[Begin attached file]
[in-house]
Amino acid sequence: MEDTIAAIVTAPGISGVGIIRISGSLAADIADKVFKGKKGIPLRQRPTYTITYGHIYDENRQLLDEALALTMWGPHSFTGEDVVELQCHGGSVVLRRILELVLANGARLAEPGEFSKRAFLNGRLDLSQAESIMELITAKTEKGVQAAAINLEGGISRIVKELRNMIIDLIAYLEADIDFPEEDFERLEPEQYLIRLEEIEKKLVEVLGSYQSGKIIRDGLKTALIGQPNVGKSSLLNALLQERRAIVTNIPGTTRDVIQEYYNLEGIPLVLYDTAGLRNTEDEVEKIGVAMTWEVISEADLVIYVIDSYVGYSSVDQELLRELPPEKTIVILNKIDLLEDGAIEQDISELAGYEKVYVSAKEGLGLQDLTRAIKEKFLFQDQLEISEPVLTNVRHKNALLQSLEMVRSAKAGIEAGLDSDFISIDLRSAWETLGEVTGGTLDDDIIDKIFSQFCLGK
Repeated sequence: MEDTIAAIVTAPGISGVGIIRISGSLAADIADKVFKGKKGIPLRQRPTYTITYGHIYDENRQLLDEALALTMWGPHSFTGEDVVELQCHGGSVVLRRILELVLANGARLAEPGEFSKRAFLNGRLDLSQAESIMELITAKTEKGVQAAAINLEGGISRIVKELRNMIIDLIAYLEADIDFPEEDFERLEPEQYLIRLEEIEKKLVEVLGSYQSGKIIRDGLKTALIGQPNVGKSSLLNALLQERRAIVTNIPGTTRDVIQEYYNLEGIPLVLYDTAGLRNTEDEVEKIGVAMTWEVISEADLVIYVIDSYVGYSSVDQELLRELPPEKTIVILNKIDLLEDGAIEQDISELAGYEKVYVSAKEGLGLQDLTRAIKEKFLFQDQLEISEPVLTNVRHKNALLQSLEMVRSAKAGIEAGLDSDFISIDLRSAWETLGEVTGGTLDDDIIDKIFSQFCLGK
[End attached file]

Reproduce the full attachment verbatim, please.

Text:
[in-house]
Amino acid sequence: MEDTIAAIVTAPGISGVGIIRISGSLAADIADKVFKGKKGIPLRQRPTYTITYGHIYDENRQLLDEALALTMWGPHSFTGEDVVELQCHGGSVVLRRILELVLANGARLAEPGEFSKRAFLNGRLDLSQAESIMELITAKTEKGVQAAAINLEGGISRIVKELRNMIIDLIAYLEADIDFPEEDFERLEPEQYLIRLEEIEKKLVEVLGSYQSGKIIRDGLKTALIGQPNVGKSSLLNALLQERRAIVTNIPGTTRDVIQEYYNLEGIPLVLYDTAGLRNTEDEVEKIGVAMTWEVISEADLVIYVIDSYVGYSSVDQELLRELPPEKTIVILNKIDLLEDGAIEQDISELAGYEKVYVSAKEGLGLQDLTRAIKEKFLFQDQLEISEPVLTNVRHKNALLQSLEMVRSAKAGIEAGLDSDFISIDLRSAWETLGEVTGGTLDDDIIDKIFSQFCLGK
Repeated sequence: MEDTIAAIVTAPGISGVGIIRISGSLAADIADKVFKGKKGIPLRQRPTYTITYGHIYDENRQLLDEALALTMWGPHSFTGEDVVELQCHGGSVVLRRILELVLANGARLAEPGEFSKRAFLNGRLDLSQAESIMELITAKTEKGVQAAAINLEGGISRIVKELRNMIIDLIAYLEADIDFPEEDFERLEPEQYLIRLEEIEKKLVEVLGSYQSGKIIRDGLKTALIGQPNVGKSSLLNALLQERRAIVTNIPGTTRDVIQEYYNLEGIPLVLYDTAGLRNTEDEVEKIGVAMTWEVISEADLVIYVIDSYVGYSSVDQELLRELPPEKTIVILNKIDLLEDGAIEQDISELAGYEKVYVSAKEGLGLQDLTRAIKEKFLFQDQLEISEPVLTNVRHKNALLQSLEMVRSAKAGIEAGLDSDFISIDLRSAWETLGEVTGGTLDDDIIDKIFSQFCLGK